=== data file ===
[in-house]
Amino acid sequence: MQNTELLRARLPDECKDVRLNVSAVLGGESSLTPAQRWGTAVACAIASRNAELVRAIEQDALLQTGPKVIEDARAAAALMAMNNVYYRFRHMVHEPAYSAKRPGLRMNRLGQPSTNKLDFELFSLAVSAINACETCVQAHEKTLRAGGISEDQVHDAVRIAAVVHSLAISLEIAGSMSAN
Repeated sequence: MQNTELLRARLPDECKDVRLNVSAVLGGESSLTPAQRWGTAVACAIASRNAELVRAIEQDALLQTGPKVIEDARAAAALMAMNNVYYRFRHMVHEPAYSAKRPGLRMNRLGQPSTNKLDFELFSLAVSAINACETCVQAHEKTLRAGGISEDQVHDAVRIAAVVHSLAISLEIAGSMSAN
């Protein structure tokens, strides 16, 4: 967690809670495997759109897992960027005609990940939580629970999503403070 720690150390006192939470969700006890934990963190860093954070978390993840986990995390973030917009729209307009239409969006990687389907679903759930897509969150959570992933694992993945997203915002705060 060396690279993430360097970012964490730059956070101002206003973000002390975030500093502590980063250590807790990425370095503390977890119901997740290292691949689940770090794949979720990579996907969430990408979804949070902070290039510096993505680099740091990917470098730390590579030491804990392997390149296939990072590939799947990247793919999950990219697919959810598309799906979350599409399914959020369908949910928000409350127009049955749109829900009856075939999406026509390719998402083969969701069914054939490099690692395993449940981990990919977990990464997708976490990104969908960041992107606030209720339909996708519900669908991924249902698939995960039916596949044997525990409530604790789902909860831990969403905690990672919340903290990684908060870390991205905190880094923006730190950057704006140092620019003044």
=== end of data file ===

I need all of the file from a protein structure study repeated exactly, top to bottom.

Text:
[in-house]
Amino acid sequence: MQNTELLRARLPDECKDVRLNVSAVLGGESSLTPAQRWGTAVACAIASRNAELVRAIEQDALLQTGPKVIEDARAAAALMAMNNVYYRFRHMVHEPAYSAKRPGLRMNRLGQPSTNKLDFELFSLAVSAINACETCVQAHEKTLRAGGISEDQVHDAVRIAAVVHSLAISLEIAGSMSAN
Repeated sequence: MQNTELLRARLPDECKDVRLNVSAVLGGESSLTPAQRWGTAVACAIASRNAELVRAIEQDALLQTGPKVIEDARAAAALMAMNNVYYRFRHMVHEPAYSAKRPGLRMNRLGQPSTNKLDFELFSLAVSAINACETCVQAHEKTLRAGGISEDQVHDAVRIAAVVHSLAISLEIAGSMSAN
């Protein structure tokens, strides 16, 4: 967690809670495997759109897992960027005609990940939580629970999503403070 720690150390006192939470969700006890934990963190860093954070978390993840986990995390973030917009729209307009239409969006990687389907679903759930897509969150959570992933694992993945997203915002705060 060396690279993430360097970012964490730059956070101002206003973000002390975030500093502590980063250590807790990425370095503390977890119901997740290292691949689940770090794949979720990579996907969430990408979804949070902070290039510096993505680099740091990917470098730390590579030491804990392997390149296939990072590939799947990247793919999950990219697919959810598309799906979350599409399914959020369908949910928000409350127009049955749109829900009856075939999406026509390719998402083969969701069914054939490099690692395993449940981990990919977990990464997708976490990104969908960041992107606030209720339909996708519900669908991924249902698939995960039916596949044997525990409530604790789902909860831990969403905690990672919340903290990684908060870390991205905190880094923006730190950057704006140092620019003044």